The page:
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Going Back In Time


On several ocassions when I had nothing better to do and the weather was not conducive to outdoor activities, I would go back to the beginning of this site and read the various comments.  I have done this about five times now.  Each time I usually found something of interest.  My latest foray Back In Time has produced a "So What?".

I did not know about "adjacent numbers".  When I read the post, I looked over my data on the Georgia Pick 5 game and found that 60% of the time an adjacent number occured.  What this means is still beyond my grasp but most of life is beyond my grasp so no surprise there.

I am still working on my "So What?".  I have hit a brick wall and can't seem to get past it.  Again, no surprise.  I have hit many brick walls and will hit many more.  For anyone to think there is a profitable method to winning the lottery is an exercise in folly.  But I like folly.  I wish folly were my middle name.    Goathead seems so negative. 

Oh, well, until next time.

Entry #17


time*treatComment by time*treat - January 19, 2011, 9:27 pm
The "adjacent numbers" mean that if you decide to focus only on those types of combinations, such a filter can reduce the list of numbers you play by up to 40%. The reverse will be the case if you seek out only those combinations that LACK adjacent numbers. Just a matter of style of play + bankroll.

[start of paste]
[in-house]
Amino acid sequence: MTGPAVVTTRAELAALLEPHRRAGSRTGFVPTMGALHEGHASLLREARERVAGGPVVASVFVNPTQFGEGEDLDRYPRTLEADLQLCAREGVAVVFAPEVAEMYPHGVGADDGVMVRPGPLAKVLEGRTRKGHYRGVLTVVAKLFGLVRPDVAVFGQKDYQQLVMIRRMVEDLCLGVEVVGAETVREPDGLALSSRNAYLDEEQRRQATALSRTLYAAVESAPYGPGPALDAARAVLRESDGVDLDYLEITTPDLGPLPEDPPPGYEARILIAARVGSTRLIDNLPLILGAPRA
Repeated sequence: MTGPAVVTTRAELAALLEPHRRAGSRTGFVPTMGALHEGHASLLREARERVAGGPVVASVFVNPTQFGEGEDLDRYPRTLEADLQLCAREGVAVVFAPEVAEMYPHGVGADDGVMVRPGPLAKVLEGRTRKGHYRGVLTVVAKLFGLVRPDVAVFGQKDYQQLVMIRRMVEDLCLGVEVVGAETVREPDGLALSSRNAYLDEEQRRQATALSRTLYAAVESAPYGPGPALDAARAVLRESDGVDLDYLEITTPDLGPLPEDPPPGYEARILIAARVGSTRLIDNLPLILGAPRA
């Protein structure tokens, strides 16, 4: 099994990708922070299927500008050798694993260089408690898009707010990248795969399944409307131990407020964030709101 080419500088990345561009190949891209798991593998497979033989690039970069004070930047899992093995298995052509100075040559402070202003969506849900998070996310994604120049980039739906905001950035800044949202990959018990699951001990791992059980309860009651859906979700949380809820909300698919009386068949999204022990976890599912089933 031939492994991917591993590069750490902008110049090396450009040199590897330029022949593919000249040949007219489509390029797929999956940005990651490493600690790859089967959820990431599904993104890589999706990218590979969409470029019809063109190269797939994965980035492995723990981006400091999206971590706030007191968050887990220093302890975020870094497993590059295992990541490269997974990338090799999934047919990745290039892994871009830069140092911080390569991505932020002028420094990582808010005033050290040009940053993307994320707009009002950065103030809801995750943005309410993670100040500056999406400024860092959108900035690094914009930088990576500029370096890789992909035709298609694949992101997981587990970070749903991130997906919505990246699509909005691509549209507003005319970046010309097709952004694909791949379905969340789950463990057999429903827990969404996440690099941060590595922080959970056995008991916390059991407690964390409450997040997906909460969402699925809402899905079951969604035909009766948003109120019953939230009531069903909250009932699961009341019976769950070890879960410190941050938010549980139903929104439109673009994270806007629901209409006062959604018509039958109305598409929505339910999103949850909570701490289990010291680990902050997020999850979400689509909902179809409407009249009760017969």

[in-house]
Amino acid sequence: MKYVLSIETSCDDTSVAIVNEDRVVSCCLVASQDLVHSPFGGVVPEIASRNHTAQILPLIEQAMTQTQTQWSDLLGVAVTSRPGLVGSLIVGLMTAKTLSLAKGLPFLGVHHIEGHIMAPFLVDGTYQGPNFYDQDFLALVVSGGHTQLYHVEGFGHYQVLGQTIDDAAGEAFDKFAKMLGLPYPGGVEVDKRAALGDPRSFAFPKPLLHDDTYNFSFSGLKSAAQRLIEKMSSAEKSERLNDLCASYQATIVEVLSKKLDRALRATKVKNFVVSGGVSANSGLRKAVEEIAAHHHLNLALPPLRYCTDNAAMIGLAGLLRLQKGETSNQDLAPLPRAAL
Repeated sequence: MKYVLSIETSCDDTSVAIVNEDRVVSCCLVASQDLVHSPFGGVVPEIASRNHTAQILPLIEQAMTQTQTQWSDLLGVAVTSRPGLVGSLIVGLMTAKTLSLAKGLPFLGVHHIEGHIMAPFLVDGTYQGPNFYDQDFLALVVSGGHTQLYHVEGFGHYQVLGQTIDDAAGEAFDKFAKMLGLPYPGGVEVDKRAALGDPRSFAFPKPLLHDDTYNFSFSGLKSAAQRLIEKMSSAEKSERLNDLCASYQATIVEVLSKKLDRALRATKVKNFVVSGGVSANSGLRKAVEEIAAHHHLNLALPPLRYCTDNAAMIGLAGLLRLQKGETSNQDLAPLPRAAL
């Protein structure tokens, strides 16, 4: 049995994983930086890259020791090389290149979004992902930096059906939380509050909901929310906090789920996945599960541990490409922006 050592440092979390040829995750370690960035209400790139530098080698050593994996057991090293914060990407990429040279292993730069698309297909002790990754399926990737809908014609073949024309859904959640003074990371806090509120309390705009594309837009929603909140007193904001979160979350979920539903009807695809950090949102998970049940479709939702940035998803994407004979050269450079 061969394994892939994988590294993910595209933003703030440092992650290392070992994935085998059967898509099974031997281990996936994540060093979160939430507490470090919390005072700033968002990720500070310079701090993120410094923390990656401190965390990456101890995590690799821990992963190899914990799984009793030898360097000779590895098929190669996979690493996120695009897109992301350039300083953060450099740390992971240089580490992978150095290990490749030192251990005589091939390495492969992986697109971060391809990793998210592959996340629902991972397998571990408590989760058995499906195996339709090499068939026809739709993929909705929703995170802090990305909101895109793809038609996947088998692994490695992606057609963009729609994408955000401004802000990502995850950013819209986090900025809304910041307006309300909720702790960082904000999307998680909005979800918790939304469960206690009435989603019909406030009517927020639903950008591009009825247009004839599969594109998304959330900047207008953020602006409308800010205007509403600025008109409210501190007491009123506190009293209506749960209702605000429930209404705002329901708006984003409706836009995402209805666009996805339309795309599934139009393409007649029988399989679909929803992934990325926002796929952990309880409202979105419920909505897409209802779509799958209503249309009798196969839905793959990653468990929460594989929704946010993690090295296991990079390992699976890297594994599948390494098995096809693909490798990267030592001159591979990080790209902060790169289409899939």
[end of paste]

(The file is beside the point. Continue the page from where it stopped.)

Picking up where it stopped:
JAP69Comment by JAP69 - January 19, 2011, 9:34 pm
I think this post by coin toss in the "so what" thread has a lot of meaning.

"Players look for consistency in something that is designed to be inconsistent.
When those who run the lotteries look over such theories they are the ones saying SO WHAT!"
"Players look for consistency in something that is designed to be inconsistent."
I think each player develops their own mental instinct on what they want to look for in a game to work with. They are programming their mind on this does that and that does this.

JAP69Comment by JAP69 - January 19, 2011, 9:50 pm
So basicly when a lottery player is talking to someone about what they look for in a game the someone says "so what". That someone not having the full knowledge of the person explaining their method does understand what the person is explaining.
Almost like a college professor on teaching algebra or calculus to a newbie who does not understand. So the newbie may say "so what". All those symbols, symbols and numbers mean nothing to me.
Doing the lottery is almost like creating their own formula to arrive at an answer. Which may be wrong 98.5% of the time.
JAP69Comment by JAP69 - January 19, 2011, 9:56 pm
edit my last reply on the 2nd sentence "method does (NOT) understand."
Comment by joker17 - January 19, 2011, 9:58 pm
Jap, my latest P-3 system....."In your face system" has been right about 94% of the time.
JAP69Comment by JAP69 - January 19, 2011, 10:01 pm
Thats great joker. Improving the odds there.
Comment by GASMETERGUY - January 20, 2011, 8:34 pm
One thought which rattles around in my head constantly is this: If the lottery is truly random and chaotic, how can statistics predict anything about it?

Here is the only answer I can think of. If statistics can be applied to any lottery with a degree of certainty, is there something else that can be applied which would, with a degree of certainty, predict the next drawing? Now that degree of certainty might be very low but in a jackpot game, once would be more than enough.

Congrats on your 94% successful algorithm, Joker17. I wish I had one that good.

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